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The often-adopted "cheat day" is a recurring theme in many diets, and the popular ketogenic diet is no exception. A new study on the campus of the University of British Columbia in Okanagan indicates that a single dose of glucose of 75 grams – the equivalent of a large bottle of soda or d & # 39; 39; a plate of French fries – while a diet high in fat and low in carbohydrates can cause blood vessel damage.
"The ketogenic diet, or keto- diet, has become very common for weight loss or management of diseases such as type 2 diabetes," says Jonathan Little, associate professor at the School of Health and Exercise School of l & # 39; UBCO. "It's about eating high-fat, low-protein foods, but at a very low carbohydrate level, which causes the body to go into a condition called ketosis."
According to Mr. Little, the diet can be very effective because once the body is in ketosis and deprived of its preferred glucose, the body's chemistry changes and it begins to burn aggressively its fat reserves. This leads to weight loss and can reverse the symptoms of diseases such as type 2 diabetes.
"We wanted to know what happens to the body's physiology once the glucose dose is reintroduced," says Cody Durrer, PhD student at UBC Okanagan and first author of the study. "Since the decline in glucose tolerance and the increase in blood glucose levels are associated with an increased risk of cardiovascular disease, it made sense to look at what was happening in the blood vessels after a sugar crisis."
For their test, the researchers recruited nine healthy young men and asked them to consume a 75-gram glucose drink before and after a seven-day diet high in fats and carbohydrates. The diet included 70% fat, 10% carbohydrate and 20% protein, which is comparable to that of a modern ketogenic diet.
"Initially, we were looking for an inflammatory reaction or a reduced tolerance to blood sugar," says Durrer. "What we found instead are biomarkers in the blood that suggest the vessel walls have been damaged by the sudden spike of glucose."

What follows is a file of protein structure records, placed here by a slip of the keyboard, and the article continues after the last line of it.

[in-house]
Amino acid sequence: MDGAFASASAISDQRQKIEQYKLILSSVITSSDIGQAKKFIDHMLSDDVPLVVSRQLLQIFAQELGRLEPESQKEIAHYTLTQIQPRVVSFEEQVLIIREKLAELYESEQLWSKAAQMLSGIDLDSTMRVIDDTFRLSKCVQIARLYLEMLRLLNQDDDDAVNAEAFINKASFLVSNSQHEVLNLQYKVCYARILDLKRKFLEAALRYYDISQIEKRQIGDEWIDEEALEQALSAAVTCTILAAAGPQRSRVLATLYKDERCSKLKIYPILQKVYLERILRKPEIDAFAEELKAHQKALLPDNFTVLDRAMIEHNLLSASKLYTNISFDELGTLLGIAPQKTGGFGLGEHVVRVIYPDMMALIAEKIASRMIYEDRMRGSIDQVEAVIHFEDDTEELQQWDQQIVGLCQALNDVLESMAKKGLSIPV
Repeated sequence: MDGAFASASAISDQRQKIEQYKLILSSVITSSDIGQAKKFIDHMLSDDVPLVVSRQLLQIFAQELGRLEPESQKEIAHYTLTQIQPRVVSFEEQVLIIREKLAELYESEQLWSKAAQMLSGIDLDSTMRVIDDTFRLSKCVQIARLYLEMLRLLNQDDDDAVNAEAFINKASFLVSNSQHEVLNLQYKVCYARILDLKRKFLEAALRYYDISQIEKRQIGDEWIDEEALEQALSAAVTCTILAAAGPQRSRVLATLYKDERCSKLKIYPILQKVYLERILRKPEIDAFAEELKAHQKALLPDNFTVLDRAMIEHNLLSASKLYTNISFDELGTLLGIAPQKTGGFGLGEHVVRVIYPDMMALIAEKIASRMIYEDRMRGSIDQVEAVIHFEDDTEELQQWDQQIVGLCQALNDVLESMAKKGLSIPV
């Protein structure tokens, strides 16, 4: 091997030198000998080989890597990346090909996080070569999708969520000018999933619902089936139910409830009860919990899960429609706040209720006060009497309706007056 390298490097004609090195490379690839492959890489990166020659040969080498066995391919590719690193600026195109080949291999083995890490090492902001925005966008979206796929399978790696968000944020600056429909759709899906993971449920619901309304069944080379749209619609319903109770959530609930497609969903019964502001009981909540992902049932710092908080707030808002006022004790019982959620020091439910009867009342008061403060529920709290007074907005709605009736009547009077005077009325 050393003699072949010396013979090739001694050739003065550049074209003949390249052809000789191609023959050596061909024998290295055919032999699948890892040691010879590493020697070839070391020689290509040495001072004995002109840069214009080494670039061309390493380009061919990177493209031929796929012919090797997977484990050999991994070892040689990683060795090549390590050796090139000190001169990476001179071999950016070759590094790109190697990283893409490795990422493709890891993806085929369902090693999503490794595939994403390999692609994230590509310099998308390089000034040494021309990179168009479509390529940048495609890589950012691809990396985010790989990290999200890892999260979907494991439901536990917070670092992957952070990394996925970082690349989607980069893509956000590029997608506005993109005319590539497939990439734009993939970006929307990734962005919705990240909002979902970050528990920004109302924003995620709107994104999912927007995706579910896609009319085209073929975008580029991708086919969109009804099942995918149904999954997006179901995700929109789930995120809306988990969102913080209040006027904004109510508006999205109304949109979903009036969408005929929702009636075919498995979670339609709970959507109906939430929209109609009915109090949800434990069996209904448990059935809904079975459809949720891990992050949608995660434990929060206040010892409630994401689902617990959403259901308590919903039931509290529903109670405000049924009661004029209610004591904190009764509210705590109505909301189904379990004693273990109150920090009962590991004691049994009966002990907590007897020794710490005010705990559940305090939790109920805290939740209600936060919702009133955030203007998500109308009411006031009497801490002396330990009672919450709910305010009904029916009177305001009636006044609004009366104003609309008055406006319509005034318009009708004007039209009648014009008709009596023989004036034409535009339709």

According to Mr. Little, the culprit most likely to cause harm is the body's metabolic response to excess sugar in the blood, which causes death and death of blood vessel cells.
"Even though it was healthy young men, when we examined the health of their blood vessels after drinking the glucose drink, the results seemed to come from a person with a healthy cardiovascular, "adds Little. "It was a bit alarming."
The researchers point out that with only nine people included in the study, additional work is needed to verify their findings, but that the results should give those who follow a keto-break diet a break when they are not. they are considering a cheat day.
"What worries me is that a lot of people who follow a keto diet – it's about losing weight, treating type diabetes." 2 or another reason because of their health – could cancel some of the positive effects on their blood vessels if they blow it with glucose, "he says. "Especially if these people have a higher risk of cardiovascular disease."
"Our data suggest that a ketogenic diet is not something you do for six days a week and that you take it on Saturdays."
The study was published in the journal nutrients with funding from the Natural Sciences and Engineering Research Council (NSERC) of Canada, the Canadian Institutes of Health Research (CIHR) and the Michael Smith Foundation for Health Research (MSFHR).
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